Why your digital photos aren't as safe as you think

It will never happen to me. That's what I thought. I had heard anecdotes through social media about parents loosing pictures of their young children — some times even their entire libraries of baby photos gone with one fell swoop of a ticking hard drive. As a photographer, and someone who makes a living selling and preserving my work I figured I would never experience such a calamity. I was wrong. Well, at least partly wrong.

My wakeup call came a few months back when I went to retrieve one of my favorite photos of my son. I photographed him just before the Fourth of July holiday last year dashing from the beach and into an area lake without a care in the world for the summer wardrobe he was wearing. To me it's perfect. It exemplifies childhood. And best of all, he's completely unaware of the camera (a rarity in our household). As I searched through my external hard drive my finder window revealed the unmistakeable sight of a once perfect photo now rendered useless as a few fragmented strips of pixels. The digital file was corrupt. My heart sank.

The queasiness factor jumped to earthquake proportions when the reality of the situation sunk in. As a professional photographer I create 10s of thousands of photos for my clients each year. I take pride in protecting those memories and take all of the necessary steps to ensure this doesn't happen. Right? And yet there I sat, staring at my laptop knowing I couldn't even keep safe one of my favorite photos from my own family. So, was I faced with the hard truth that my precious memory was gone forever? No. And here's why: I print my photos. Yep, I know it sounds strange in the digital age of 64GB memory cards and 40 mega-pixel camera phones, but making high-quality, physical copies of your favorite pictures is still one of the easiest ways to safeguard against bit rot and file corruption. So, safe in my living room was a beautiful 24x36-inch wall portrait of my son's little adventure at the beach.anthologie_data_info2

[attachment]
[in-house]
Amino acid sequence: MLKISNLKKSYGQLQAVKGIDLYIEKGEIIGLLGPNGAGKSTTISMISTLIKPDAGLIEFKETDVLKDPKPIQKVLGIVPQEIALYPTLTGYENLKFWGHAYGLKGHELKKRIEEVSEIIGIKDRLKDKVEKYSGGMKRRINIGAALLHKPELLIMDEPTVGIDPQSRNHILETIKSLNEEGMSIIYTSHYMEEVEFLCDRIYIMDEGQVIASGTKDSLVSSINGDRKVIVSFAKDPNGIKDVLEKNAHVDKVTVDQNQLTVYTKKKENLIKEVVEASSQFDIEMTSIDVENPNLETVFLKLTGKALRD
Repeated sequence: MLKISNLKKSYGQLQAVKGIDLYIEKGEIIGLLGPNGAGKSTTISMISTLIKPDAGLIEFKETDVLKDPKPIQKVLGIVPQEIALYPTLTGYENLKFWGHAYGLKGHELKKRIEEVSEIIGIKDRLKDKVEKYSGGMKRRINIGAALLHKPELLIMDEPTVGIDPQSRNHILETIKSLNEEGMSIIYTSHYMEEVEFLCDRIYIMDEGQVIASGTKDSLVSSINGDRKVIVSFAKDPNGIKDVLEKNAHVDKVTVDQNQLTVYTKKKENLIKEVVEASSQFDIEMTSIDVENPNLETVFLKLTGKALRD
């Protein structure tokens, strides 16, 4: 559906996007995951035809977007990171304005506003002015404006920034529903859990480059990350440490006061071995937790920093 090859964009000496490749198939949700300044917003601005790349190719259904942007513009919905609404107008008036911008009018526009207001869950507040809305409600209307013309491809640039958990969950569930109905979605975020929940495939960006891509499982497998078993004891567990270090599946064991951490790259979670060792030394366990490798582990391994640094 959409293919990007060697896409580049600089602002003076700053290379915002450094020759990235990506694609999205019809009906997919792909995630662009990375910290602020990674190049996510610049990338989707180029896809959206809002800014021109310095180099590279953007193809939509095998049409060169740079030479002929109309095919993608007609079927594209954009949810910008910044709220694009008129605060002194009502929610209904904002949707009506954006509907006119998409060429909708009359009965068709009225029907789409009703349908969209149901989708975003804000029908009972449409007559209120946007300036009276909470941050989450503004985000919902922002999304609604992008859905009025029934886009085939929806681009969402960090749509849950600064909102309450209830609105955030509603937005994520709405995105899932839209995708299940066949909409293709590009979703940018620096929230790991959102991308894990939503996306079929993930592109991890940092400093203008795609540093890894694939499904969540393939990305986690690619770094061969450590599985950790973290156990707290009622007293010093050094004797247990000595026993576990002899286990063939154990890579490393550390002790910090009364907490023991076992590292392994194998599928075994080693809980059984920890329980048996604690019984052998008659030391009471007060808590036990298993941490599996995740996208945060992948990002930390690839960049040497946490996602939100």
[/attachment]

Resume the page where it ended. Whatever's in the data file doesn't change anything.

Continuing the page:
OK, the business owner in me needs to tell you that I actually did have this photo backed up in a redundant archive, so I was also able to find a "safe" version of the digital file in question. But there's always room for improvement to the way I do things and this situation did force me to review the entire way I approach backing up data and my photography workflow as a whole. I even consulted with a computer security systems expert who was baffled by the amount of data I'm tasked with protecting. To paraphrase him: "Hard drives are like good steaks in the freezer. It's not a matter of if they'll go bad but when." 50,000 images could disappear in an instant. Gulp.

In an effort to help bring some of this unsettling information to light, and to show you it doesn't have to be so scary (or daunting) to protect your photos, I've created this handy infographic (on the right). I mainly hope it illustrates that while the specific data on hardware failure rates is widely varied (it often comes down to what different manufacturers say about their own products), the threat of loosing digital photos forever is very real. But don't worry. We can help.

We can create fantastic photo gifts, print archival photographs and produce gorgeous books that will last for hundreds of years. I'll be making some changes at Anthologie, too.

Digital photo retirement schedule: Most people are shocked to learn how long I really do hold on to digital photos for my clients. However, the review of my workflow has made me realize it's not feasible or secure to continue preserving 40,000 to 70,000 new photographs each year in redundant archives. While digital storage continues to get more affordable, each frame I produce is more than 100MB. Do the math : ) New schedules will be in place to permanently remove photos from my archives. Existing clients can expect to be contacted by me for larger projects, such as weddings or a child's first year, before the images are purged. You will have the opportunity to purchase full-resolution printing rights at greatly reduced rates before the photos are deleted. If you have specific questions about your project, please feel free to contact me at info (at) theanthologie.com or by calling 952-232-5830.

Photo sessions with more options for copyright releases and digital files: While I have always offered the ability to purchase full-resolution printing rights, most people tend to opt for what's already included in their photography collection simply due to the cost savings. However, I will be creating more collections with a "middle ground" so that clients can back up and preserve their own digital photos right away.

Please feel free to share this information with others, and let me know what you think. Thanks for viewing!